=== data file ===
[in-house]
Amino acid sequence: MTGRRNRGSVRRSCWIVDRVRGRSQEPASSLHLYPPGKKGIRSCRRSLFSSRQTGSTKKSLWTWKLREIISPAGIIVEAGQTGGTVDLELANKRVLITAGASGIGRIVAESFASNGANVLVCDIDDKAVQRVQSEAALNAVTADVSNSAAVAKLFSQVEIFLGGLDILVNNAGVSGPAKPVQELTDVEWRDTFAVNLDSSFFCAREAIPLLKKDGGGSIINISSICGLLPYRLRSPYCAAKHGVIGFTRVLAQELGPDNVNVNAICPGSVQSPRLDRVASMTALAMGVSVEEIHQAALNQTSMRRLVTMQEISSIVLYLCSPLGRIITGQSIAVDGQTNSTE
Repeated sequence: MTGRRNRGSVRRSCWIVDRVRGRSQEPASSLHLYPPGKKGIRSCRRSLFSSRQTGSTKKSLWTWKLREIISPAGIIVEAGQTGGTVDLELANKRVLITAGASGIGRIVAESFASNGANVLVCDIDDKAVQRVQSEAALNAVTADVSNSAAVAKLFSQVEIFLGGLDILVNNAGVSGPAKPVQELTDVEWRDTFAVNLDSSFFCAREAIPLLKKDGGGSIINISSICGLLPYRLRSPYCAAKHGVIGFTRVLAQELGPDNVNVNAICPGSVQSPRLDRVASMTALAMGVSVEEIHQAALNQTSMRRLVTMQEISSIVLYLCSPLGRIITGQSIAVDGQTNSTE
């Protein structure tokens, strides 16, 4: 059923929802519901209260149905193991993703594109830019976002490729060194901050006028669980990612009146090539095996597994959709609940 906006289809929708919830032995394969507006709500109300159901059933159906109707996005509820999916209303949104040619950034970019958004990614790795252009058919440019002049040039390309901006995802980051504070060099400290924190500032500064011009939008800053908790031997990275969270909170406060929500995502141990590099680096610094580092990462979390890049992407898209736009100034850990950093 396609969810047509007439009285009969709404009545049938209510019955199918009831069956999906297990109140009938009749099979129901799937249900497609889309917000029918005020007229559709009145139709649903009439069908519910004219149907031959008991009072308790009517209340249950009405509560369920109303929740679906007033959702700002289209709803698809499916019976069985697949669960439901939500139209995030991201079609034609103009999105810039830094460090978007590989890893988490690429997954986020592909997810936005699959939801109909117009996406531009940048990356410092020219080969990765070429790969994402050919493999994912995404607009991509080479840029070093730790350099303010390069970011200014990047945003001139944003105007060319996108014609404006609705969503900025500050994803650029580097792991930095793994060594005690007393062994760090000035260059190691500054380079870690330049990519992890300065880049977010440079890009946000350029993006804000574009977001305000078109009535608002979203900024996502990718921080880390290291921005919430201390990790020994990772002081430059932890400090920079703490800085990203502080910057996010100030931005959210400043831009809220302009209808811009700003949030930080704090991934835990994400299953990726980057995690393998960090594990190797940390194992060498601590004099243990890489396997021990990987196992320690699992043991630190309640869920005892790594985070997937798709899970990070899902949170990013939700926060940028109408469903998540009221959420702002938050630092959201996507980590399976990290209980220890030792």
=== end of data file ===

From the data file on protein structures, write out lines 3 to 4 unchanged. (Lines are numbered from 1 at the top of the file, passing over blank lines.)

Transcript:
Repeated sequence: MTGRRNRGSVRRSCWIVDRVRGRSQEPASSLHLYPPGKKGIRSCRRSLFSSRQTGSTKKSLWTWKLREIISPAGIIVEAGQTGGTVDLELANKRVLITAGASGIGRIVAESFASNGANVLVCDIDDKAVQRVQSEAALNAVTADVSNSAAVAKLFSQVEIFLGGLDILVNNAGVSGPAKPVQELTDVEWRDTFAVNLDSSFFCAREAIPLLKKDGGGSIINISSICGLLPYRLRSPYCAAKHGVIGFTRVLAQELGPDNVNVNAICPGSVQSPRLDRVASMTALAMGVSVEEIHQAALNQTSMRRLVTMQEISSIVLYLCSPLGRIITGQSIAVDGQTNSTE
């Protein structure tokens, strides 16, 4: 059923929802519901209260149905193991993703594109830019976002490729060194901050006028669980990612009146090539095996597994959709609940 906006289809929708919830032995394969507006709500109300159901059933159906109707996005509820999916209303949104040619950034970019958004990614790795252009058919440019002049040039390309901006995802980051504070060099400290924190500032500064011009939008800053908790031997990275969270909170406060929500995502141990590099680096610094580092990462979390890049992407898209736009100034850990950093 396609969810047509007439009285009969709404009545049938209510019955199918009831069956999906297990109140009938009749099979129901799937249900497609889309917000029918005020007229559709009145139709649903009439069908519910004219149907031959008991009072308790009517209340249950009405509560369920109303929740679906007033959702700002289209709803698809499916019976069985697949669960439901939500139209995030991201079609034609103009999105810039830094460090978007590989890893988490690429997954986020592909997810936005699959939801109909117009996406531009940048990356410092020219080969990765070429790969994402050919493999994912995404607009991509080479840029070093730790350099303010390069970011200014990047945003001139944003105007060319996108014609404006609705969503900025500050994803650029580097792991930095793994060594005690007393062994760090000035260059190691500054380079870690330049990519992890300065880049977010440079890009946000350029993006804000574009977001305000078109009535608002979203900024996502990718921080880390290291921005919430201390990790020994990772002081430059932890400090920079703490800085990203502080910057996010100030931005959210400043831009809220302009209808811009700003949030930080704090991934835990994400299953990726980057995690393998960090594990190797940390194992060498601590004099243990890489396997021990990987196992320690699992043991630190309640869920005892790594985070997937798709899970990070899902949170990013939700926060940028109408469903998540009221959420702002938050630092959201996507980590399976990290209980220890030792």